Barry Eisler submitted his completed manuscript to 50 agents.* 50. And he received as many rejections. Throughout the process he continued revising, continued submitting, and continued receiving those rejection notices.
He persevered, but it wasn’t getting him anywhere.
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There’s nothing wrong with perseverance when the key to success lies solely within me. If the goal requires nothing more than internal guts or strength of will or the ability to take one…more…step, then persevere until you throw up or pass out or the soles of your shoes fall off. In these cases, perseverance might look like trying the same thing over and over again.
But sometimes that thing I’m striving for involves exterior factors, things outside of my control: the approval of an agent, the validation of a publisher, or some kind of unobtainable relational reconciliation. Maybe my goal involves customers, or clients, or love. Maybe my goal involves investors or team mates. In these cases perseverance might look like trying something for a time, then quitting and trying again, then backing off and considering a different approach.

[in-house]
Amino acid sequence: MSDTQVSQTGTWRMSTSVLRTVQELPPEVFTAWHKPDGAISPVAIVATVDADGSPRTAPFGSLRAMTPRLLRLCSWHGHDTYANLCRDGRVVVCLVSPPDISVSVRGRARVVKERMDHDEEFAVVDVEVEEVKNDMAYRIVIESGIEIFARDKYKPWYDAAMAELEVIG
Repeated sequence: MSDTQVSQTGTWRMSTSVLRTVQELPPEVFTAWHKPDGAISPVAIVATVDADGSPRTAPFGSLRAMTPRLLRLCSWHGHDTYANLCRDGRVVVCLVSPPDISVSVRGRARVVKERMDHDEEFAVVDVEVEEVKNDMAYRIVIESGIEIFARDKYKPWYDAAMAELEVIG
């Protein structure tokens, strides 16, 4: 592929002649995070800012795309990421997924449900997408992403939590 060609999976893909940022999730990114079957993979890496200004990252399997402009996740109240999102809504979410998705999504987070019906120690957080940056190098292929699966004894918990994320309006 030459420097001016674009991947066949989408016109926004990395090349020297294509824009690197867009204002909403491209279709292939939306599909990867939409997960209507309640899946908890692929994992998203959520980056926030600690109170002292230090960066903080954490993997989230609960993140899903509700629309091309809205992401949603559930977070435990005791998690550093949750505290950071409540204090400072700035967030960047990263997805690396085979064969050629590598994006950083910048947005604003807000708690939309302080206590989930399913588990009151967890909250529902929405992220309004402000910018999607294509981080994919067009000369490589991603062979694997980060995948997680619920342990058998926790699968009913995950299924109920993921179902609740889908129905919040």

Blind perseverance, when factors are involved beyond our control, can quickly turn into stupidity. It can look like charging at a brick wall that’s going no where.
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Barry Eisler met an agent who encouraged him to try a different approach: take a look at Japanese publishers. His book was set in Tokyo, his protagonist was half-Japanese, and Barry himself spoke Japanese. Suddenly he had a two-book deal with a Japanese publishing house and U.S. houses started knocking. He sold the book to Putnam as well as a yet-to-be written sequel.
He could have kept mailing agents in the US for years, and his US agent could have continued trying to garner the interest of US publishing houses. And maybe something would have come of it. Eventually.
But perseverance doesn’t always mean trying the same thing over and over again.
What are you currently persevering at? Is it time to change your approach?